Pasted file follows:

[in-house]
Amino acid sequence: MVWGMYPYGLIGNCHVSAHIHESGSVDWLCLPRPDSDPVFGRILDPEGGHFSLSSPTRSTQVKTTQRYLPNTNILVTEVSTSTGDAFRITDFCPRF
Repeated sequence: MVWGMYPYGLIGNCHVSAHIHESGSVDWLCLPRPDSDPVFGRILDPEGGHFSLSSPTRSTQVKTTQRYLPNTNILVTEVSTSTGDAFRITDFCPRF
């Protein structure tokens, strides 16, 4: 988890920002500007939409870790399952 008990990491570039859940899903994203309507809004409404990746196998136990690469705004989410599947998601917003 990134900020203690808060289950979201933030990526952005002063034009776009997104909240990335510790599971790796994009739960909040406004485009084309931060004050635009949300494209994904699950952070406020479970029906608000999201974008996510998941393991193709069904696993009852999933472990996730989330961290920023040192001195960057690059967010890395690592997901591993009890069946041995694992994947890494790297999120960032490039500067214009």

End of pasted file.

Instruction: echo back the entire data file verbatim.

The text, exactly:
[in-house]
Amino acid sequence: MVWGMYPYGLIGNCHVSAHIHESGSVDWLCLPRPDSDPVFGRILDPEGGHFSLSSPTRSTQVKTTQRYLPNTNILVTEVSTSTGDAFRITDFCPRF
Repeated sequence: MVWGMYPYGLIGNCHVSAHIHESGSVDWLCLPRPDSDPVFGRILDPEGGHFSLSSPTRSTQVKTTQRYLPNTNILVTEVSTSTGDAFRITDFCPRF
């Protein structure tokens, strides 16, 4: 988890920002500007939409870790399952 008990990491570039859940899903994203309507809004409404990746196998136990690469705004989410599947998601917003 990134900020203690808060289950979201933030990526952005002063034009776009997104909240990335510790599971790796994009739960909040406004485009084309931060004050635009949300494209994904699950952070406020479970029906608000999201974008996510998941393991193709069904696993009852999933472990996730989330961290920023040192001195960057690059967010890395690592997901591993009890069946041995694992994947890494790297999120960032490039500067214009």